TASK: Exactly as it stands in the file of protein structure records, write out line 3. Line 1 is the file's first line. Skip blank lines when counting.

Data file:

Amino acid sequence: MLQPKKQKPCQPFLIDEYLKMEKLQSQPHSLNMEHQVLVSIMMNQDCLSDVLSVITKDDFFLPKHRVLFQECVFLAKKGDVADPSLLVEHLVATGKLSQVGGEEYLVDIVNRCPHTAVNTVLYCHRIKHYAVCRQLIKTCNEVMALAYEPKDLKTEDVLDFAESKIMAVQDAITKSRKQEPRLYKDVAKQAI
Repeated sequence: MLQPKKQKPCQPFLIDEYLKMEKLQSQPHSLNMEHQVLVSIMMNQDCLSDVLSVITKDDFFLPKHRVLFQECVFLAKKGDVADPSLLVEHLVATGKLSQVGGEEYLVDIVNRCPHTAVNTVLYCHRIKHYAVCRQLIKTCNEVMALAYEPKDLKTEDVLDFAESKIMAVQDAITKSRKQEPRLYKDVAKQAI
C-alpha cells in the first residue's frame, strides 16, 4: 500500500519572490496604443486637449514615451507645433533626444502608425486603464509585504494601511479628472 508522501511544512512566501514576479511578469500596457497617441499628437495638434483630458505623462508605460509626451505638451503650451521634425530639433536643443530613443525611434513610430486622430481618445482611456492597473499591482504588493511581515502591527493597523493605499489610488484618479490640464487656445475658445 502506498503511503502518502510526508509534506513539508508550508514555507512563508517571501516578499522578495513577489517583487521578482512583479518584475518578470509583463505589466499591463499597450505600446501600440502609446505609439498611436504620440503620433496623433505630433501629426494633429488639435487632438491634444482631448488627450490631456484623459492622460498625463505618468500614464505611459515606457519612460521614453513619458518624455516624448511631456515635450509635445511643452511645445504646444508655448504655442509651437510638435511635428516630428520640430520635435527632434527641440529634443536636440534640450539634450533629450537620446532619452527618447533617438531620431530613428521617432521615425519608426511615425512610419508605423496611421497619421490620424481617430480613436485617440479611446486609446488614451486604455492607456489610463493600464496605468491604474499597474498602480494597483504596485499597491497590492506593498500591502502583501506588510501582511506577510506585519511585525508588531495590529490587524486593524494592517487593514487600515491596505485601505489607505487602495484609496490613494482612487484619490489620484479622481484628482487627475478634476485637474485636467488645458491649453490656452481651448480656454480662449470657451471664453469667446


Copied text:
C-alpha cells in the first residue's frame, strides 16, 4: 500500500519572490496604443486637449514615451507645433533626444502608425486603464509585504494601511479628472 508522501511544512512566501514576479511578469500596457497617441499628437495638434483630458505623462508605460509626451505638451503650451521634425530639433536643443530613443525611434513610430486622430481618445482611456492597473499591482504588493511581515502591527493597523493605499489610488484618479490640464487656445475658445 502506498503511503502518502510526508509534506513539508508550508514555507512563508517571501516578499522578495513577489517583487521578482512583479518584475518578470509583463505589466499591463499597450505600446501600440502609446505609439498611436504620440503620433496623433505630433501629426494633429488639435487632438491634444482631448488627450490631456484623459492622460498625463505618468500614464505611459515606457519612460521614453513619458518624455516624448511631456515635450509635445511643452511645445504646444508655448504655442509651437510638435511635428516630428520640430520635435527632434527641440529634443536636440534640450539634450533629450537620446532619452527618447533617438531620431530613428521617432521615425519608426511615425512610419508605423496611421497619421490620424481617430480613436485617440479611446486609446488614451486604455492607456489610463493600464496605468491604474499597474498602480494597483504596485499597491497590492506593498500591502502583501506588510501582511506577510506585519511585525508588531495590529490587524486593524494592517487593514487600515491596505485601505489607505487602495484609496490613494482612487484619490489620484479622481484628482487627475478634476485637474485636467488645458491649453490656452481651448480656454480662449470657451471664453469667446